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Discussion Starter #1
Finally a stretch of free time to work on this - I have the shortblock on an engine stand. I'm doing rings, bearings, chains and chain guides.

The plan is to remove and clean one piston at a time, replace the rod bearings and rings, put that piston back in and move to the next one. Is there any downside to doing it this way? The cylinder walls still have the original crosshatching so I'm thinking I'll not hone them. After pistons are done, do the main bearings.

The rear main seal is hidden by the engine stand - do I wait until it's suspended by the engine hoist? Curious how others have done this.

Thanks!
 

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I found it easier to take the crankshaft out and pull all of the pistons at once. Of course label them and remember there is a "front" arrow on the top of the piston that you probably can't see. (if you can see the Saab name and that is at 6-oclock, the arrow should be at 1-oclock and pointing toward 9-oclock) the arrow goes toward the timing cover end of the block.

I've also marked the connecting rods and orientation, don't know if you have to but be safe.

It's much easier to do the main bearings with the crank out so take the rear main seal out before you put the engine on the stand. (yea, I know)

On reassembly then put the crank and its new bearings in, make sure it turns nicely and then do one piston at a time with their new rings and bearings.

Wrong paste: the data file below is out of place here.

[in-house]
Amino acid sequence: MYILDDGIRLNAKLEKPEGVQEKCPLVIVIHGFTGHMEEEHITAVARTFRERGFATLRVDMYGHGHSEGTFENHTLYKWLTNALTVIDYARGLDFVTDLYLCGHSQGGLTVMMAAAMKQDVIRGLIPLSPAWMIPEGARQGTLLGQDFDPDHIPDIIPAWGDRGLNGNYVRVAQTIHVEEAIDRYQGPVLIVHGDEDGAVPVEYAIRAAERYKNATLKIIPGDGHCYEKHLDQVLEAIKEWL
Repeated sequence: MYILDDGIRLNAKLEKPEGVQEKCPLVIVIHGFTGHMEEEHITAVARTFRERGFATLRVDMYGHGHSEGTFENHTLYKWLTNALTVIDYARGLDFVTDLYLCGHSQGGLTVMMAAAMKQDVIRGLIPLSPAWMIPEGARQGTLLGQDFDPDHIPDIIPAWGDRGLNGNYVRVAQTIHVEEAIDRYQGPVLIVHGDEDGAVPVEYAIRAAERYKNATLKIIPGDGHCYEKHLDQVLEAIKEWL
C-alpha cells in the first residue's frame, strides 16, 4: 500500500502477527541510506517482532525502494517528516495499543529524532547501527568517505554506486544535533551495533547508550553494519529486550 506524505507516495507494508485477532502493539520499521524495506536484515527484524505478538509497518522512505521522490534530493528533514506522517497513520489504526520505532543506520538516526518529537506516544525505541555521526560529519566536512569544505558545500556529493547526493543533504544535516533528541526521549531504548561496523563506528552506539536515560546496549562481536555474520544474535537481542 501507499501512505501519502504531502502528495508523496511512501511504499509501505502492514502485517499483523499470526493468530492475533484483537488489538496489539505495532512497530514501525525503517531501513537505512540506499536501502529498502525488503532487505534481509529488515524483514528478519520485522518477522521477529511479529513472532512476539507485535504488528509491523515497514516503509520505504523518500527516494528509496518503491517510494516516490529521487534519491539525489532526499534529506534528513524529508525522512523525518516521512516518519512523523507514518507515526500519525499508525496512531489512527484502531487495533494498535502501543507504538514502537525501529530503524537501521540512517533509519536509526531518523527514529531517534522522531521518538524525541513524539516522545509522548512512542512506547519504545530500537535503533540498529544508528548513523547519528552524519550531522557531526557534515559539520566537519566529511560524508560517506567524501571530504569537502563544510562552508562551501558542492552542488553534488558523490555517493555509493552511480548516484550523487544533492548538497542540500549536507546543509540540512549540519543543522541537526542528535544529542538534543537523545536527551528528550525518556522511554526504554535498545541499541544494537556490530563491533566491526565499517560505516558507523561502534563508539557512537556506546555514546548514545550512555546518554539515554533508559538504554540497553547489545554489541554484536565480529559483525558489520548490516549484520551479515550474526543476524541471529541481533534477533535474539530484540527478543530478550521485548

If you have "stud" style connecting rods cover the studs with a length of plastic hose to make sure you don't nick a crank journal on the way in.


As for doing a hone, you've come this far and you're doing new rings, why not?
(I did one of my B235's and didn't change the rings because the cross hatch was still there and the compression was still good so no new hone that time, but otherwise why not.
 

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Discussion Starter #3
OK - I'm glad this is my hobby and not my living :)

So the rear main seal has to come out before the crank, is that correct? If so I'll do it, just want to be sure. Thanks.
 

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Actually, now that I think about it, the rear end plate has to come off to take the crank out. You will have plenty of sealant from the timing cover kit to do the rear plate.

But if you don't want to take it off you can certainly put the bearings in with the crank in place and then do the rear main seal after all is done when you take it off the stand
 

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Discussion Starter #5
OK Thanks Bill. Going to do it right and get it off the stand and pull the rear plate.
 
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